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Australian's have never needed to be more aware of child abuse
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Child abuse still rife in the community

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Australians have never needed to be more aware of child abuse and it traumatic effects than now, says Dr Cathy Kezelman, president of national support group, Adult Surviving Child Abuse (ASCA).

"Childhood trauma directly affects an estimated five million adult Australians", says Dr Kezelman. "It also affects their family, including their children and their communities. It’s like the ripples on the surface of a pond that reverberate out to the edge after someone throws in a pebble. It affects every one of us in one way or another.

"The Royal Commission into Institutional Responses to Child Sexual Abuse in 2013, and the recent extension for an additional two years of investigation, shows Australia’s commitment not just to survivors of child sexual abuse but to survivors of all forms of childhood trauma and abuse, be it physical, psychological or emotional."

ASCA has just launched its national campaign for awareness about childhood abuse, known as Blue Knot Day. But it is not just a single day. The campaign continues until November 2 with a variety of activates – everything from morning teas to speeches at parliament House and even a photography competition - aimed at focussing on how individuals can recover from abuse that may have dogged them all their lives.

"Childhood trauma includes child abuse in all its forms, neglect, experiencing or witnessing family or community violence, or growing up with a parent with a mental illness, who abuses substances, who is imprisoned, or experiencing other forms of separation, grief or loss in childhood," says Dr Kezelman.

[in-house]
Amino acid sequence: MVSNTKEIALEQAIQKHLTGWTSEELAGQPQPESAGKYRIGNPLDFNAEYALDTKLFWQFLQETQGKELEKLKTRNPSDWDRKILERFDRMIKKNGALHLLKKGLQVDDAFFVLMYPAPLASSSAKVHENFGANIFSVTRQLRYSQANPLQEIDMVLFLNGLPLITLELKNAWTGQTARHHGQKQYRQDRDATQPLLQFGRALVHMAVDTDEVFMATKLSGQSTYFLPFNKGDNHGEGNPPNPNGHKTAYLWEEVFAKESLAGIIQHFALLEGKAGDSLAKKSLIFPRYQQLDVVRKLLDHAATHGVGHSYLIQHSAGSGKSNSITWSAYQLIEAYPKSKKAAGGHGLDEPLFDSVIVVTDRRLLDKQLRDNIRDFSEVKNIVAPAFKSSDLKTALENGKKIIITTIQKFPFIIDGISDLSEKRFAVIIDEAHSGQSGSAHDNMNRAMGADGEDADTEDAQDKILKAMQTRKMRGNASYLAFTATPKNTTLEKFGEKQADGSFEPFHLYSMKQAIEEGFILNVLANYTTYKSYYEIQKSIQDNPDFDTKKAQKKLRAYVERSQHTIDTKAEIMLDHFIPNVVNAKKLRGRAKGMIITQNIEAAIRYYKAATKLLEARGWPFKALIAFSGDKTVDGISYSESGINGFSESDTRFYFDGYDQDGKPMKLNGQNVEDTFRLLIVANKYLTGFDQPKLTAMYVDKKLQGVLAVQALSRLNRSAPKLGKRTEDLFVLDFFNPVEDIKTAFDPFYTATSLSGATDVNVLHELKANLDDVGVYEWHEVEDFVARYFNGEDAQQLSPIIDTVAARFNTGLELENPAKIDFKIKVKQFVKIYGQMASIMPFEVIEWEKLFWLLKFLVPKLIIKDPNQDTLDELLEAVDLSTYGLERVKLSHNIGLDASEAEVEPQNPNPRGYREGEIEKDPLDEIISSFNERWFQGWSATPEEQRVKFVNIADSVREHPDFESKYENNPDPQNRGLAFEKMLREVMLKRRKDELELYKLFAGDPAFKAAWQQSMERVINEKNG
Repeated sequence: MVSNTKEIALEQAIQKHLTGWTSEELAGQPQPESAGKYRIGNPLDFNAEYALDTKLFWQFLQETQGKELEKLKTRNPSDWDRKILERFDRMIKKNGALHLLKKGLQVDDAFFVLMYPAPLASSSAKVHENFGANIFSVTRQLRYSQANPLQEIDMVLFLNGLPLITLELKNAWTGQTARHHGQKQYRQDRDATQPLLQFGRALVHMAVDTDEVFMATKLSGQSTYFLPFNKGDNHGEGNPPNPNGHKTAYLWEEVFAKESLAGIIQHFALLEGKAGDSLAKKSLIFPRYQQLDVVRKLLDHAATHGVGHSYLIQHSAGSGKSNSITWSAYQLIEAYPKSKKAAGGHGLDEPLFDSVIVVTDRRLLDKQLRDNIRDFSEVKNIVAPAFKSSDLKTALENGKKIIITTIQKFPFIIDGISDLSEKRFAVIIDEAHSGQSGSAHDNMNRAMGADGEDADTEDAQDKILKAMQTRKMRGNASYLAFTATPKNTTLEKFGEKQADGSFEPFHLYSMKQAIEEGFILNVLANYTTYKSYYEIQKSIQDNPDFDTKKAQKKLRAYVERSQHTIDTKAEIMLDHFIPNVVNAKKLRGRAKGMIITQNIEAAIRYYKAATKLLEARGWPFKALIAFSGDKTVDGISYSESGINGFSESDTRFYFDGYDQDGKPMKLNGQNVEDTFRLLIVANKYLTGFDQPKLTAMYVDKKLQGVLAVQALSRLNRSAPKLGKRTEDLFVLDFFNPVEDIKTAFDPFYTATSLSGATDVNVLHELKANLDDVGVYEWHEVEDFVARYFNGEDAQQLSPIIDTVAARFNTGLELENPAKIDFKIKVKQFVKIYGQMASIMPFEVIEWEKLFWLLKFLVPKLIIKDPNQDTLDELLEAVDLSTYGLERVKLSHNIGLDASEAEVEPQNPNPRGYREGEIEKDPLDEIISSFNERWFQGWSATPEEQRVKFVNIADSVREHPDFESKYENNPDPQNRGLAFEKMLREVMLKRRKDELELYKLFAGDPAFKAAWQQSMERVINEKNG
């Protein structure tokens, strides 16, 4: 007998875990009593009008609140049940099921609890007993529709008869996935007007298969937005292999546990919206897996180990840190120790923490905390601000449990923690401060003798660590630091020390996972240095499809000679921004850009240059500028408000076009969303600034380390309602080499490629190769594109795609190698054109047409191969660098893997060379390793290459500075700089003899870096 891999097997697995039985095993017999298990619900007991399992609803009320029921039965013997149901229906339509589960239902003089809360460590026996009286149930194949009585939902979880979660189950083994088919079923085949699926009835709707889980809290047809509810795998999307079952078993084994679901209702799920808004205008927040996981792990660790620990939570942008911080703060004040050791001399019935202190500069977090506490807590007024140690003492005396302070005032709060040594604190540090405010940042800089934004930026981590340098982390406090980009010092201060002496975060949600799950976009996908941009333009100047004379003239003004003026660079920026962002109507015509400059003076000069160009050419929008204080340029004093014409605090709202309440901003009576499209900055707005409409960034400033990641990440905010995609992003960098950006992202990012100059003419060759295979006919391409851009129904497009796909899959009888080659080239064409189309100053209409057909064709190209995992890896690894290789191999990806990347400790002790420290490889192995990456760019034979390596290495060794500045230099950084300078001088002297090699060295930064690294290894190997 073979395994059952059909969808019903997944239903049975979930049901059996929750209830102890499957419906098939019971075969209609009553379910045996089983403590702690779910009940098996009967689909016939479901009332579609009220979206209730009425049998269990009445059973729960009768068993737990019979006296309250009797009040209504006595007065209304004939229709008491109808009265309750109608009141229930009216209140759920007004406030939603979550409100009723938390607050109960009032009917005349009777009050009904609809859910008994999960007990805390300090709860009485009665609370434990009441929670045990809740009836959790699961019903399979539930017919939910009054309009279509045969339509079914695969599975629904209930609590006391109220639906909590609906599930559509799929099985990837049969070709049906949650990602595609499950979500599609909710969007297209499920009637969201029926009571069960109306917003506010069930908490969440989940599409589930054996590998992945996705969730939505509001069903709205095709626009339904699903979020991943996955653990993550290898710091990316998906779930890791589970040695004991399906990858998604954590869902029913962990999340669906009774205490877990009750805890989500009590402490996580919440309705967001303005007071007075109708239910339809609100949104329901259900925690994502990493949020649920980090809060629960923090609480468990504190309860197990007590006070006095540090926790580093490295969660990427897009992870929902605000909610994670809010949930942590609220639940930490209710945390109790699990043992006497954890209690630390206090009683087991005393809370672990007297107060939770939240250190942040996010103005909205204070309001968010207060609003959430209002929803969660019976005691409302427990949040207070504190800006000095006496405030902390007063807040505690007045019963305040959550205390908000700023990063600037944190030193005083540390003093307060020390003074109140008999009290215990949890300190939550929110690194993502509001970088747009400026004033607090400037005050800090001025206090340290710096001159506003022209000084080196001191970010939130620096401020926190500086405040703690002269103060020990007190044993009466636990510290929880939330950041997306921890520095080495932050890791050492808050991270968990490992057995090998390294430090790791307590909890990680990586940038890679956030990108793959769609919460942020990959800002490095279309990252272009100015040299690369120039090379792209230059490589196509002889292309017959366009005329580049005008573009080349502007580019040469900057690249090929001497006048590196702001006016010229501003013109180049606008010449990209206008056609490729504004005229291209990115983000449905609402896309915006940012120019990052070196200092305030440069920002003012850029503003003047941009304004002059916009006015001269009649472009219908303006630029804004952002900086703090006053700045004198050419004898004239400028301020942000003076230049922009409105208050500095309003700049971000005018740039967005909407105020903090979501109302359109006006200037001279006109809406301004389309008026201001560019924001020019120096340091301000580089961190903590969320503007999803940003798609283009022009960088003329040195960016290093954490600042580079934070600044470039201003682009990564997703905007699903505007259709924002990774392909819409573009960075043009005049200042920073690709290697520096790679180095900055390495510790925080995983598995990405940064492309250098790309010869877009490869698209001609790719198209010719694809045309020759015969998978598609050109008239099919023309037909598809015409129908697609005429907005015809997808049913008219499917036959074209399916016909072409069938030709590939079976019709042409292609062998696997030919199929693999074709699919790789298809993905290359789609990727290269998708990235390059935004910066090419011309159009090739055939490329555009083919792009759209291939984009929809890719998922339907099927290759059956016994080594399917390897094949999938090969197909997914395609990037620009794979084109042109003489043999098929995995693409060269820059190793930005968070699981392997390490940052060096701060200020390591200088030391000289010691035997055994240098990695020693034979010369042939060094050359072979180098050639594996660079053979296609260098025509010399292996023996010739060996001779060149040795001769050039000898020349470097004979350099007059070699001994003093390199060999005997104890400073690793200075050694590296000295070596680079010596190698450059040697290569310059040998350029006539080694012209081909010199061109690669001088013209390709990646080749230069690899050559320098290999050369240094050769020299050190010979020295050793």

"Through the Royal Commission and other inquiries Australia has borne witness to some confronting stories of child abuse. In the past few years, cases once hidden have finally come to light. We need to make sure that everyone knows recovery is possible and there are people who can help.

"In order to have a strong support system in place, education and training is urgently needed for health professionals and organisations working with adult survivors of childhood abuse and trauma.

"ASCA's work and research show that with the right help, people can and do recover. Raising community awareness and starting a discussion are essential steps towards de-stigmatising the issue and helping those affected."

2014 marks the sixth year since ASCA held its inaugural Blue Knot Day (then called Forget-me-knot Day) and in the years since its meaning and community response has grown significantly.

For more information, visit www.asca.org.au or call 1300 657 380.

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